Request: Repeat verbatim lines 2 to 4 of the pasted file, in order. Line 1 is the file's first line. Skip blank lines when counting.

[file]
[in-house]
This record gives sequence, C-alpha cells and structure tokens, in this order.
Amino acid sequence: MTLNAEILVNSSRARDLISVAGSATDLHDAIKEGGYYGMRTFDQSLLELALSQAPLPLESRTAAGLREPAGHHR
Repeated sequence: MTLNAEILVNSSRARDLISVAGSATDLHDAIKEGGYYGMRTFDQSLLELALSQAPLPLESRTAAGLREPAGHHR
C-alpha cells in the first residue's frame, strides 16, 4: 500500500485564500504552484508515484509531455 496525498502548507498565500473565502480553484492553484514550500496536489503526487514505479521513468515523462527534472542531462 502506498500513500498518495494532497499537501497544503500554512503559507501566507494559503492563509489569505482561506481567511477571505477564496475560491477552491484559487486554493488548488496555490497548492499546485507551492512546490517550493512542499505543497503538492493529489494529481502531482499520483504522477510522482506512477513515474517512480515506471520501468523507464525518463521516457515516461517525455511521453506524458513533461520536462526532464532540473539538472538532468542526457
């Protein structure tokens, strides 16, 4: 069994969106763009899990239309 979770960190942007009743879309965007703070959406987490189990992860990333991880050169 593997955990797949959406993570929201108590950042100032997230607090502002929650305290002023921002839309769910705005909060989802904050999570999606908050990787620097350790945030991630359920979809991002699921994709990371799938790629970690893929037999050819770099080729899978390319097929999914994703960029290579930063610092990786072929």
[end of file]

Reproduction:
This record gives sequence, C-alpha cells and structure tokens, in this order.
Amino acid sequence: MTLNAEILVNSSRARDLISVAGSATDLHDAIKEGGYYGMRTFDQSLLELALSQAPLPLESRTAAGLREPAGHHR
Repeated sequence: MTLNAEILVNSSRARDLISVAGSATDLHDAIKEGGYYGMRTFDQSLLELALSQAPLPLESRTAAGLREPAGHHR